Supreme Court Hears Arguments in Two Cases Affecting Small Business Property Owners

Date: November 14, 2018

Supreme Court Hears Arguments in Two Cases Affecting Small Business Property Owners

The U.S. Supreme Court began the 2018-19 term with arguments in two cases that concern small business. The first, Weyerhaeuser v. U.S. Fish & Wildlife Service, an Endangered Species Act case, asks whether the federal government can impose draconian restrictions without considering the economic impact on private landowners. The second case, Knick v. Township of Scott, Pennsylvania, raises constitutional questions about the right of a land owner to pursue just compensation in federal court when state or local authorities have taken private property.

Others have already provided thoughtful summaries of the arguments in Weyerhaeuser and Knick. But in our opinion, the Court seemed divided in both cases. And although it is difficult to predict how the Court will rule based on oral argument, a 4-4 split seems possible since Justice Kavanaugh had not joined the Court yet. Such an outcome equates to a loss, since it takes five votes to overturn a lower court opinion.

It is possible that the Court might grant a rehearing in the event of a 4-4 tie. In fact, the Supreme Court has ordered that the parties reargue the Knick case, which may be reason for cautious optimism—perhaps a sign that Kavanaugh has been asked to break an apparent 4-4 deadlock. And we note that the Court has not issued a similar order in Weyerhaeuser. Whether that means that there are five votes in that case (either for or against our position) is a question on which we can only begin to speculate at this time.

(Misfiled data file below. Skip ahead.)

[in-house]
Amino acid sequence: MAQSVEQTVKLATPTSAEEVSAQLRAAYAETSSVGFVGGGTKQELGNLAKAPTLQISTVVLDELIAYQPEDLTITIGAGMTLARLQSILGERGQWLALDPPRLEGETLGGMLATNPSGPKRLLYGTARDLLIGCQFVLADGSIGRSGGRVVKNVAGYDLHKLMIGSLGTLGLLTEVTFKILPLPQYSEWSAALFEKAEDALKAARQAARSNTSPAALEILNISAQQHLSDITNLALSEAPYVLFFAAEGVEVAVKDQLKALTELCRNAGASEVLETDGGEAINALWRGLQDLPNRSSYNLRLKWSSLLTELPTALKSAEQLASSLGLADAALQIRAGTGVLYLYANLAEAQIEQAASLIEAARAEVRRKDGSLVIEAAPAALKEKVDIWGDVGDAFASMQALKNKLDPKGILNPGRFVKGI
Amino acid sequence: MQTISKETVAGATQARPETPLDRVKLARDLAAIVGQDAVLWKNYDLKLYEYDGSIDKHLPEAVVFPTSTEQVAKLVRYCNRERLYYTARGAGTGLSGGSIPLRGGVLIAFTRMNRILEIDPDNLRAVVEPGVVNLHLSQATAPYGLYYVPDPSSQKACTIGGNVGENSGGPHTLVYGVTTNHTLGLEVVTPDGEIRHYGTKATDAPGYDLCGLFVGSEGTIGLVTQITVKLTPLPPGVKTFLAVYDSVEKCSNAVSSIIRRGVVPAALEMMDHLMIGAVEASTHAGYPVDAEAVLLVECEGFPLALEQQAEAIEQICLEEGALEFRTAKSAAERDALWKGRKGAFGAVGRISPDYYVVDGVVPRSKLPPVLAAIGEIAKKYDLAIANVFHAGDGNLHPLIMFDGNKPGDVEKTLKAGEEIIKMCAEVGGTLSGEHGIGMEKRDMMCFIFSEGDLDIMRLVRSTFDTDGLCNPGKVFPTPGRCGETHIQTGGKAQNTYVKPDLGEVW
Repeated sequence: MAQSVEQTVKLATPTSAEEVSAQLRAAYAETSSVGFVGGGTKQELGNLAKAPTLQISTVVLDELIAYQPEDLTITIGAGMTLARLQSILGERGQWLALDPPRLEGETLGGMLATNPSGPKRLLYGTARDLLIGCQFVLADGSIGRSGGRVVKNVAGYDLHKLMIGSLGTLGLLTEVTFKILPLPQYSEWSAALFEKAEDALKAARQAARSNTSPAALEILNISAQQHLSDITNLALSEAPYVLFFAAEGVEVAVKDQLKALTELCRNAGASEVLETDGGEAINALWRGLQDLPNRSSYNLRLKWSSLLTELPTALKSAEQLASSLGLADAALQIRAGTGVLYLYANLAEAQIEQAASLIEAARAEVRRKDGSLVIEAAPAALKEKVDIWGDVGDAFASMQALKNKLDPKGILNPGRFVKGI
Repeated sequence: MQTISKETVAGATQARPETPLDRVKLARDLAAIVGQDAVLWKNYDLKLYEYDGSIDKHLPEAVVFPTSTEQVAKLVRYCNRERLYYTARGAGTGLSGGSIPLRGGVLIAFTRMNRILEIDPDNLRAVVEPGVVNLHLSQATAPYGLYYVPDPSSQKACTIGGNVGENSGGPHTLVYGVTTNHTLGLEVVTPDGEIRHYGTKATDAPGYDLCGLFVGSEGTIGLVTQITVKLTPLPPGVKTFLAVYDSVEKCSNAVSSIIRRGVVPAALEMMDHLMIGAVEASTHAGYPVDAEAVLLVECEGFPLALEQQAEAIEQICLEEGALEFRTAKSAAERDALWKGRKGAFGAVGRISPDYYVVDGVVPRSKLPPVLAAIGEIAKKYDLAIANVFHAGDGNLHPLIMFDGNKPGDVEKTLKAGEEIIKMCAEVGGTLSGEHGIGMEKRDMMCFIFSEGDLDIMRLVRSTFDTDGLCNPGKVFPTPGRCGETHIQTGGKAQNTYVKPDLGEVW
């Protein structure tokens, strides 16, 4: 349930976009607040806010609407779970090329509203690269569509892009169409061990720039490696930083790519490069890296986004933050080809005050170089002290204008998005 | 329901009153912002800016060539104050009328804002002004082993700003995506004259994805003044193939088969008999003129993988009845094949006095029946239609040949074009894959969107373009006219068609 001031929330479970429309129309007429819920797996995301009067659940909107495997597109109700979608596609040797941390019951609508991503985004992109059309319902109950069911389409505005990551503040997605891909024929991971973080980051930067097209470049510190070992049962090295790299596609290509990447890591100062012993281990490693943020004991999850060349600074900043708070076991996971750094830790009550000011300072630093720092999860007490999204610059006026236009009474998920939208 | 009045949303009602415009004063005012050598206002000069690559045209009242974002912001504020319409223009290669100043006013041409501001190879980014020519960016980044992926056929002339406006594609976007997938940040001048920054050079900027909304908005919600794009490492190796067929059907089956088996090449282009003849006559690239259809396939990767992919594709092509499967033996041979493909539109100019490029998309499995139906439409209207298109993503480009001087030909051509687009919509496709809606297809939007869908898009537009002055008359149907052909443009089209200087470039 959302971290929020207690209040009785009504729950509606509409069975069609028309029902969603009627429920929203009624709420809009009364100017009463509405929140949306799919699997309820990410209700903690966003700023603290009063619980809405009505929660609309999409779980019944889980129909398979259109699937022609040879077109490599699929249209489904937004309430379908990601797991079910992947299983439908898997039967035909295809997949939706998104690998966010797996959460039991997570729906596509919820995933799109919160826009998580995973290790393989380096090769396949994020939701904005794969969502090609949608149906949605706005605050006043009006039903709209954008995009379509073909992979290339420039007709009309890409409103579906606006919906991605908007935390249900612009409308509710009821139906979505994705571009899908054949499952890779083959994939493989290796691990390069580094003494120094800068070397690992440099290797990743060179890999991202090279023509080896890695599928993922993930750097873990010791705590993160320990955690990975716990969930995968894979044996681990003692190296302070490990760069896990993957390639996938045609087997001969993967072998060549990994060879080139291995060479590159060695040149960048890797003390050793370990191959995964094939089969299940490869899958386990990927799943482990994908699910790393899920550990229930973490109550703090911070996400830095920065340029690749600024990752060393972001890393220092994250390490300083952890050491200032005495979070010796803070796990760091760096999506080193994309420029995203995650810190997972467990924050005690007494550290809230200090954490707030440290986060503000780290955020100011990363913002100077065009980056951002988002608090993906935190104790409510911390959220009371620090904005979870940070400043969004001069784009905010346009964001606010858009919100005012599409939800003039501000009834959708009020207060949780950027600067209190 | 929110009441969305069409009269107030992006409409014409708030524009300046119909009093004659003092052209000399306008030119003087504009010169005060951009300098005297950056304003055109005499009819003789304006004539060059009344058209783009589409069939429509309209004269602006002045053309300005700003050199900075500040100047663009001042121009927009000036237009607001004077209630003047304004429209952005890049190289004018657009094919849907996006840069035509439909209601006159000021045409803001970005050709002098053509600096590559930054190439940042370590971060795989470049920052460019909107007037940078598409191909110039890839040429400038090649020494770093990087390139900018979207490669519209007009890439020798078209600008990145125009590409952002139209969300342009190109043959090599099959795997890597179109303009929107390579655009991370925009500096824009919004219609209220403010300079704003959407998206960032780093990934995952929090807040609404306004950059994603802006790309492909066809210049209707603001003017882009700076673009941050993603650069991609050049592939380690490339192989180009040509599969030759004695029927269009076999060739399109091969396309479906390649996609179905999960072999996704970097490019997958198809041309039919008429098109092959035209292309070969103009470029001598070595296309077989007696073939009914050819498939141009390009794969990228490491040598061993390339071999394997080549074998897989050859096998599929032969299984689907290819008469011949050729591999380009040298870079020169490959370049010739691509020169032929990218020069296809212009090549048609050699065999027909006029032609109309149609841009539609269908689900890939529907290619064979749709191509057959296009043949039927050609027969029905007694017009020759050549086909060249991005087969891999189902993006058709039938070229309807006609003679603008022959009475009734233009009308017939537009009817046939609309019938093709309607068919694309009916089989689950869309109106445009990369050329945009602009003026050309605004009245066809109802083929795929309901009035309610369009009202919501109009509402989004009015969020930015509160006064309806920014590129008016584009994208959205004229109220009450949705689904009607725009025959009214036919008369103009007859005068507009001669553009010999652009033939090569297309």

It is also possible that the Court may grant a petition raising the same issue(s) in a subsequent case to resolve still unanswered questions. We saw this happen when the Supreme Court decided to hear arguments in Janus v. AFMCE after a divided 4-4 opinion in Friedrichs v. California Teachers Association.

Stay tuned for more updates on the Supreme Court’s new term. We are currently waiting to see if the Court will review several cases that raise important issues for small business.

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